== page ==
Angela Velasquez reports for Sourcing Journal that the combination of coronavirus and the Trump administration’s USMCA could lead to greater “nearshoring,” a term describing supply-chain sourcing from nearby countries, with Mexico. She writes:
Though the denim industry faces unprecedented challenges, executives from leading Mexico-based mills are planning for a brighter future.
As denim mills in the country prepare to reopen on June 1, Tricia Carey, Lenzing’s director of global business development for denim, gathered players from Cone Denim, Global Denim, Kaltex and Tavex for a virtual roundtable discussion about how they are ensuring safety at their facilities, how investments are building up their capacity and why Mexico’s proximity to the U.S. may be more important than ever for sourcing.
Velasquez continues later:
Though there’s been a 6.4 percent decline in denim imports to the U.S. from Mexico over the past two years, Carey questioned whether the current climate will move brands to take a closer look at nearshoring, particularly as the United States-Mexico-Canada Agreement (USMCA) is scheduled to take effect on July 1. Analysts, she added, expect this will increase exports by between 5 percent to 10 percent.
In the long term, Finkler said the agreement will increase textile exports, driving up the demand for innovation, investment, capacity and, ultimately, more jobs. “[USMCA] will position Mexico, once again, as the key player for growth and recovery to all of the brands that are looking to start sourcing and diversifying their supply chain,” she said.
The trade agreement is an opportunity to calm down the calamity brought on by the cancellation of NAFTA, compounded by the uncertainty of the coronavirus, Daniel said.
“Now more than ever, we need to have a strong supply chain in the Western hemisphere,” he said. “I think the USMCA is important because it allows us to continue to build a reliable and consistent textile supply chain for this hemisphere. It will solidify some trade rules and provide greater certainty for North American businesses that are operating and sourcing in Mexico.”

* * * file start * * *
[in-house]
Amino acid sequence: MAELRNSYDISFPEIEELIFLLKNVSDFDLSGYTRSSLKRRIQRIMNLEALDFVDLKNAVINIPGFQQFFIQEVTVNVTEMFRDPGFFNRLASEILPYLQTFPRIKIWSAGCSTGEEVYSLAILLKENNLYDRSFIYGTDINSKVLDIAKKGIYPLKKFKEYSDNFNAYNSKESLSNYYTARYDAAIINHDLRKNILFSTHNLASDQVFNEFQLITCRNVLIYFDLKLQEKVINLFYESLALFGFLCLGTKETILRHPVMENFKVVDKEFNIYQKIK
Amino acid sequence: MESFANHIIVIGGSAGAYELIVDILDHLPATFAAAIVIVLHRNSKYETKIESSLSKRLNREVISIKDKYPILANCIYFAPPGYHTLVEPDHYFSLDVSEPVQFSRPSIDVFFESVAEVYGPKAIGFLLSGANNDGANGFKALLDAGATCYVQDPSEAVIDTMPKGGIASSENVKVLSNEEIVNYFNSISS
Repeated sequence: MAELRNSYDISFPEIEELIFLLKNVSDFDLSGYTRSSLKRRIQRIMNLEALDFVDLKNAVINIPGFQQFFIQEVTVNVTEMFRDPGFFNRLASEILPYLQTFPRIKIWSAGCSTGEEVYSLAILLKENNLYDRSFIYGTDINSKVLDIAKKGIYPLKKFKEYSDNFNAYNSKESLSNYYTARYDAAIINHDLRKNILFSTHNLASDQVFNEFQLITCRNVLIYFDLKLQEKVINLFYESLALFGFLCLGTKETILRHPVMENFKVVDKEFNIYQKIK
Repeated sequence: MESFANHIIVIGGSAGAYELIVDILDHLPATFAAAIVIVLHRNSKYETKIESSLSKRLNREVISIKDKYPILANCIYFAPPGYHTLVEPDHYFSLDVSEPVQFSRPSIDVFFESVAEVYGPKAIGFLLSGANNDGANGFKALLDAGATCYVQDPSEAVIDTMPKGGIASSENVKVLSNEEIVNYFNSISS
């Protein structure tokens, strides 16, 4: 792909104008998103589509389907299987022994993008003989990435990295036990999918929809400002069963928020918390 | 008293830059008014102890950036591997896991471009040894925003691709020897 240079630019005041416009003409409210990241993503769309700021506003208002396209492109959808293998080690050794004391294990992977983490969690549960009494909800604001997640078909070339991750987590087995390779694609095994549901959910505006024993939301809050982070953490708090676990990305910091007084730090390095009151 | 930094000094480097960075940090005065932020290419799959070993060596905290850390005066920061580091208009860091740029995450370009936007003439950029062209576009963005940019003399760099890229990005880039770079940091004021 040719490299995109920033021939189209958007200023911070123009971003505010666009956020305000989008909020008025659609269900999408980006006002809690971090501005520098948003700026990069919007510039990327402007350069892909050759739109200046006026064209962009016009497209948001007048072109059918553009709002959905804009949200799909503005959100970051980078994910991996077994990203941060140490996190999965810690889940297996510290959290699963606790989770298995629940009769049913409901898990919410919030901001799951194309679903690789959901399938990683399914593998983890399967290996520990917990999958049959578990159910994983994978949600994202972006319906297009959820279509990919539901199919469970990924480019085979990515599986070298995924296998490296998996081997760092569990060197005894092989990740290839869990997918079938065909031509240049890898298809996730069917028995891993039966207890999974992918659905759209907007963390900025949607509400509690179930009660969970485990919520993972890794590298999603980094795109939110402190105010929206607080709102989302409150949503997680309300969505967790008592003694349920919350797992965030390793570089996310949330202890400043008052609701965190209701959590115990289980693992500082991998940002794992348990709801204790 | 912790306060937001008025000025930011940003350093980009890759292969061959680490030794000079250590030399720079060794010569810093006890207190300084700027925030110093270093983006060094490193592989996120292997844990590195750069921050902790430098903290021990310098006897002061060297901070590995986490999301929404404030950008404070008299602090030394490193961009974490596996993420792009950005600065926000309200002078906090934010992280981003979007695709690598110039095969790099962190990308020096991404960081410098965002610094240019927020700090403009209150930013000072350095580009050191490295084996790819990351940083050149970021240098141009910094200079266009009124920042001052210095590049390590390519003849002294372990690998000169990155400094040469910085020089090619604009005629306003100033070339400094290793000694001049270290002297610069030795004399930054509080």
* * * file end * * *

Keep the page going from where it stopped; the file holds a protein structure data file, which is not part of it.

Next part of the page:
With the USMCA, Mexico will have a stronger investment framework and more transparency and protections for businesses that would like to operate within the U.S., which Daniel said may bring more stability in the upcoming year.
“Investments are usually tied to stability and so what our hope is, is that by passing the USMCA it will initiate more investment in Mexico and provide this hemisphere with production capabilities that can compete with Asia,” he said.
Positive effects, Maggard said, will likely be felt across the supply chain, from cotton farmers and fiber producers to machinery companies. And it may open up some additional opportunities for mills like Cone to begin to produce pocketing material that would have previously been imported. The cost to manufacture in Mexico, however, may rise slightly, he warns.
“I’m very hopeful that that does not drive some of the more price sensitive garment-makings out of the country,” Maggard said.
As industries begin their road to recovery post pandemic, Tobin said the supply chain has an opportunity to break free from restrictive “price and cost neutral mentality” that has plagued the industry. Nearshoring, he added, can take on a “more collaborative tone” between mills, brands and the retailers that still exist.
“In order to mitigate risks, you need to have proximity and logistical access to your supply chains,” he said. “That gives you more transparency and more control.”
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